Community empowerment and involvement

In such a scenario, an articulation of the basic tenets of the sub-discipline which can visualize and materialize the public health programs effectively and also serve as a vehicle to address the aspirations and apprehensions of the community is required. What is needed is a vision which connects, enable and empower the village institution and local bodies such as Gram Sabha [1] or Panchayat [2], to improve the health and wellbeing of people and communities. The CPH approach advocates to focus on the community as a whole represented by their local bodies or through some other mechanism, which is accountable to the community. The mechanism, strategies, and tools for community empowerment and action is core to CPH approach, which should include a dimension of deliberately involving the community in health decision-making. For example, primary health care structures managed by community-selected and supported health committees such as Village Health and Sanitation Committee (VHSC). The community should be on the forefront as guardian and the primary actor in preserving and ensuring the health of its members is a key framework for community health programs.

It has been observed that efforts without involving communities have not delivered sustainable long-term gains (Smarte, 2010) in health. Therefore, it is imperative to focus on the people-centric approach of community empowerment to improve and sustain the health gains, particularly in resource-constrained settings. The government has started recognizing this and has incorporated a community role in their health policies and programs, but in practice, the priority has been on the supply side of the health system and little attention on demand generation, community involvement, and empowerment. For example, in the National Health Mission Program of the government of India, the emphasis is on decentralization, community involvement, and ownership. However, despite the efforts through Accredited Social Health Activists [3] (ASHA), health system delivery and healthcare focus are still very much on provider based curative health care services rather than on demand generation and community involvement. Although some interventions are having an influence at the community level in improving maternal and child health or HIV/AIDS, the focus of, most of these interventions are not on sustaining the gains through community empowerment and community actions but primarily on delivery through a weak and overburdened health system. For example, immunization programs help in improving child health by reducing infant mortality, however, the onus of program delivery is on health workers or health system rather than on the community. Involving community members, a village health and sanitation committee (VHSC) member, and community health worker (CHW) using mobile or internet technology and social media could be an opportunity to co-produce innovative health promotion solutions. In the past, mobilizing and educating communities and empowering them for action has always been an issue because of a lack of community participation, concern, and apathy, and because of the amount of effort and support needed to address these gaps.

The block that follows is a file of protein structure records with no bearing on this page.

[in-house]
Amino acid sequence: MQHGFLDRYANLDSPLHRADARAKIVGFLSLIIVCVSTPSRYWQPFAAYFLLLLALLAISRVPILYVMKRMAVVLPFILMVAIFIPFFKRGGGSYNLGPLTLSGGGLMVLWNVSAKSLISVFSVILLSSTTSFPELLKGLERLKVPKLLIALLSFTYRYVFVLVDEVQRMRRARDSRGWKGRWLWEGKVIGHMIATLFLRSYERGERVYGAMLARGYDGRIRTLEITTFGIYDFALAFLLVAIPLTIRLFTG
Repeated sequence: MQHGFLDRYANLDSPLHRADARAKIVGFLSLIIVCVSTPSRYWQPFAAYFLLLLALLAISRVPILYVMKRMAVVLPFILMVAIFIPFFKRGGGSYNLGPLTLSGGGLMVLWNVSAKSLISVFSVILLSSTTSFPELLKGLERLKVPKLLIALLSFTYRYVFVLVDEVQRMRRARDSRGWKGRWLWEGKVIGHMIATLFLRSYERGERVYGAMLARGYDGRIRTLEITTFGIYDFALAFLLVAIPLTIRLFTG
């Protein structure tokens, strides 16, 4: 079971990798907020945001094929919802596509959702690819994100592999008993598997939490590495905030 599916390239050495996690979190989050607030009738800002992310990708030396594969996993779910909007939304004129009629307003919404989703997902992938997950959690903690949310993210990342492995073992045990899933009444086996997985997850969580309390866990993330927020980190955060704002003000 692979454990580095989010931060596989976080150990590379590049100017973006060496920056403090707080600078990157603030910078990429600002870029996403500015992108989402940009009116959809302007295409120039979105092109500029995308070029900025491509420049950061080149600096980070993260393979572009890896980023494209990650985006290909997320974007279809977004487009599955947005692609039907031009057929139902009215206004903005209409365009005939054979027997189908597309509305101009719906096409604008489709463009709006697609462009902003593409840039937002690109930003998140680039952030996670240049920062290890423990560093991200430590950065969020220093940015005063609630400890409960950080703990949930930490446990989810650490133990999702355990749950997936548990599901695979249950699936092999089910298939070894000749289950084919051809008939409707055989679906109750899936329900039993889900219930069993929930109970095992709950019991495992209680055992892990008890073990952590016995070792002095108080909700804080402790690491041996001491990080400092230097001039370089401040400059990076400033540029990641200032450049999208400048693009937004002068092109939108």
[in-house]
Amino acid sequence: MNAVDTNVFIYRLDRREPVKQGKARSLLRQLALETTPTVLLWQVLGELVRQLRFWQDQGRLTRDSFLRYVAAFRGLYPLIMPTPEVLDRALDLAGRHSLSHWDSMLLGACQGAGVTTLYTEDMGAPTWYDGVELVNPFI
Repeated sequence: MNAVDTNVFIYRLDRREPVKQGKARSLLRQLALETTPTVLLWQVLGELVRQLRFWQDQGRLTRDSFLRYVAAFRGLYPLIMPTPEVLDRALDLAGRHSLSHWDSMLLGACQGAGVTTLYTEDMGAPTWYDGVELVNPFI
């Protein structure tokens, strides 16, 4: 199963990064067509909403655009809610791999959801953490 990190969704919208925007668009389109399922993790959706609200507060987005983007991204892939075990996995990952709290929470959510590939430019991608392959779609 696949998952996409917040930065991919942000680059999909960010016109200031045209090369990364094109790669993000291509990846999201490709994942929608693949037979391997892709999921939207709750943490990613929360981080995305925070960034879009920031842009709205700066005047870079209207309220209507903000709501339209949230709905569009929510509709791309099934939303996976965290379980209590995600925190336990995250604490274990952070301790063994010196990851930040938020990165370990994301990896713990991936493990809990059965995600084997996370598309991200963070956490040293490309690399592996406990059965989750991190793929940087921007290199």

Building community competencies and leadership